Did you know that of the approximately 119 million visits to an emergency department (ED) each year, nearly 20% are made by children? That means that nearly 24 million children are seen in EDs each year. There are nearly 4000 EDs in the US, and only a minority of those are in children's hospitals, or hospitals with pediatric training programs, or clearly identified pediatric ED's. Emergency care for children was identified by the institute of medicine (IOM) in 2003 as woefully in need of improvement. The IOM found that EDs often lack the expertise and equipment needed to provide appropriate care for childre during emergencies.
In 2009, a joint policy statement was published by the American Academy of Pediatrics (AAP), the Emergency Nurses' Association (ENA), and the American College of Emergency Physicians (ACEP), detailing ways to optimize the care of children who present to community hospitals in need of emergency care. You can read the statement by clicking this link: joint_policy_statement_guidelines_care_of_children_emergency_department .
Because many of the issues noted by the IOM continue today, just this August the same group, in conjunction with the Emergency Medical Services for Children (EMSC) National Resource Center, and Children's National Medical Center in Washington, DC, released a checklist ( ED_CHecklist_aap ) to help guide all community hospitals that have a 24-hour service, regardless of how frequently they see pediatric patients, to know what they should have in the way of supplies, personnel and policies.
It is encouraging to me that the checklist starts with what is the most important aspect--personnel--that every hospital should have a physician coordinator and a nursing coordinator for pediatric care. It goes on to describe competencies for all physicians and nurses who will provide care to children in the ED, and what kind of quality improvement/process improvement activities ought to be in place to assure children are cared for optimally.
It talks about policies and guidelines for management of a variety of situations, and only at the end does it mention equipment. In my experience, too often we believe if we have the equipment, we can handle the situation. In medicine it does not work like that. Without appropriate knowledge and experience (in other words, well trained people), equipment and supplies can be useless.
Just this weekend, we received a few patients into our inpatient unit here at the Carilion Clinic Children's Hospital in transfer from community hospitals. Parents told me that they were happy to be in our hospital because of issues with obtaining the proper equipment, or providing the necessary therapy for their children. Our transport team, made up of nurses and respiratory therapists with specialized training in emergencies, critical illness and trauma in neonates and children, often is asked to move those patients from the referring hospital ED or elsewhere to our hospital. Our physicians are available to provide input and guidance at all times.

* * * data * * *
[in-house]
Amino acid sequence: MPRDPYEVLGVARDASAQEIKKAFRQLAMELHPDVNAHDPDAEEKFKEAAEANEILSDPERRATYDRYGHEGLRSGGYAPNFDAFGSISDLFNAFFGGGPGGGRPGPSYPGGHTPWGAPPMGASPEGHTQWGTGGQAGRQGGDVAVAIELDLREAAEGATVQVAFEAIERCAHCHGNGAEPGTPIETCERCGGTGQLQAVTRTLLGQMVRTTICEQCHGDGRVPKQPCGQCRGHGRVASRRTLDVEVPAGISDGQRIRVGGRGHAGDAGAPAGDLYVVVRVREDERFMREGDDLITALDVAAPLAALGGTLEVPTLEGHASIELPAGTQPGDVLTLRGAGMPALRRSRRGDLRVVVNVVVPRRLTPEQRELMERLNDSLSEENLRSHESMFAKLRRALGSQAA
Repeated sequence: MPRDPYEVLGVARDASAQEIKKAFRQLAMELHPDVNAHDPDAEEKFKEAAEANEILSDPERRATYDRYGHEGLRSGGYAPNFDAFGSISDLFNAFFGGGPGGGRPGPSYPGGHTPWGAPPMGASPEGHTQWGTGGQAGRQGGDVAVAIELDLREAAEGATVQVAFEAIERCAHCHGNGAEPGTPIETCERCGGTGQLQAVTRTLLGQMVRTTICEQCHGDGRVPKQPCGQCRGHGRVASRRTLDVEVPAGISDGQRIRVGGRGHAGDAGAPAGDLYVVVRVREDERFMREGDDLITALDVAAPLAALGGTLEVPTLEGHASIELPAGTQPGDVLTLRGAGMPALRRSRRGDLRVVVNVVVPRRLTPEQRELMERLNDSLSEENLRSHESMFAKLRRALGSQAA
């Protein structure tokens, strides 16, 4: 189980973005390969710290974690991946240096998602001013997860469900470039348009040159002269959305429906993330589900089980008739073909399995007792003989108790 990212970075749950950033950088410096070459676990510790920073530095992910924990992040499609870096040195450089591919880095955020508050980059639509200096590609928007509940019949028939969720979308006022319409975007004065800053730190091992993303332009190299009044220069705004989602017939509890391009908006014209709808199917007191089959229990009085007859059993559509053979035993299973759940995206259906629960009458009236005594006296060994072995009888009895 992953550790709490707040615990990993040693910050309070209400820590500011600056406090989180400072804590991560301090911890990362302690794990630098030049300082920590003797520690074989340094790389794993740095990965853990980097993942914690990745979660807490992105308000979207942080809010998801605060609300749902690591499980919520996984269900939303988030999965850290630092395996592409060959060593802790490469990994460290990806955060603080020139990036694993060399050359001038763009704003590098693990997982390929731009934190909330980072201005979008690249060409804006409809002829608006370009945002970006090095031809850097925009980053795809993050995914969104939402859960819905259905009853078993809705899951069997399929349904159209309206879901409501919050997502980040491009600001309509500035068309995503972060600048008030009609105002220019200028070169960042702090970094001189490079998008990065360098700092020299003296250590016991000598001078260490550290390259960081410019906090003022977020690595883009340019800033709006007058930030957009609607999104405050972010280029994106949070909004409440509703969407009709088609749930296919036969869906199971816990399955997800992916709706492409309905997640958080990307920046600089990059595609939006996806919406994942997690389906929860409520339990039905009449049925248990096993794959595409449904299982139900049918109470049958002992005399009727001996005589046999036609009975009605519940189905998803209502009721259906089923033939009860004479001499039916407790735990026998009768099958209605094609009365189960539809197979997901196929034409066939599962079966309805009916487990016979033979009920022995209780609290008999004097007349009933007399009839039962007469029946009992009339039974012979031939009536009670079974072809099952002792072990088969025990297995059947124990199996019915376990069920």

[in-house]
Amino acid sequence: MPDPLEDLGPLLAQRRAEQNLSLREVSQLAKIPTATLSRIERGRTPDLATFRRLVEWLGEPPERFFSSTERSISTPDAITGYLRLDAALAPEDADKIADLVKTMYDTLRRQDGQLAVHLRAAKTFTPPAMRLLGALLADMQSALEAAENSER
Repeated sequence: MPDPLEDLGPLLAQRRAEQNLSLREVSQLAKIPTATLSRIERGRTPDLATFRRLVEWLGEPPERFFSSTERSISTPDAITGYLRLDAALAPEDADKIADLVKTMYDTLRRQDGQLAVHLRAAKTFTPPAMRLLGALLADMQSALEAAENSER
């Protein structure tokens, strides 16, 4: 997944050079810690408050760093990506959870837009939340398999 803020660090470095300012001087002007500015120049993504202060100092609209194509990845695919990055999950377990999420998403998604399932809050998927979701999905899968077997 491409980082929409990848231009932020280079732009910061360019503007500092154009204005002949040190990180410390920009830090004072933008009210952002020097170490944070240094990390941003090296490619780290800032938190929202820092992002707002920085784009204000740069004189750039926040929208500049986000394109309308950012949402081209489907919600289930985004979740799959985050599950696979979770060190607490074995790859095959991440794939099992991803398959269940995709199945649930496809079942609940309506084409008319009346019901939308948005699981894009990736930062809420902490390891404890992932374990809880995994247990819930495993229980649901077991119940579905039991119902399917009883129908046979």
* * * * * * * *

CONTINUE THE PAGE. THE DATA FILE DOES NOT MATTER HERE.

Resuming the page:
The five pediatric tertiary centers in the Commonwealth of Virginia--Inova/Fairfax, Children's Hospital of the Kings Daughters, VCU, UVA and Carilion, all participate in regional tranport arrangements to assist patients in moving as safely and rapidly as possible when the need arises.
In addition, due to one of my very special interests--disaster preparedness for children--we have been able, here at Carilion, to help discuss preparations for a variety of types of unexpected emergencies in children. A few years ago through a grant from the office of the Assistant Secretary for Preparedness and Response (ASPR), we ran a conference and "tabletop" scenario for participants from many area hospitals as well as local community agencies such as the schools, health departments, fire, police and rescue, daycare centers, etc, to help prepare these groups to identify the needs of children during a disaster.
This fall, we will be embarking on a program aimed at identifying and training "pediatric champions" throughout Southwest Virginia, again through a grant from ASPR. We will bring the physician and nursing pediatric champions together for didactic training, and most importantly, hands-on experience with pediatric patients and equipment.
I am delighted that we will be able to do this, and looking forward to being able to share our expertise with those in our communities who are often the first to see and respond to a child who is in need of definitive care for acute and critical illness and injury.
I would love to hear comments from those of you in the community, regarding the potential usefulness of the checklist, and I would love to hear from anyone concerning how we can continue to improve emergency care and disaster preparedness for children in our region.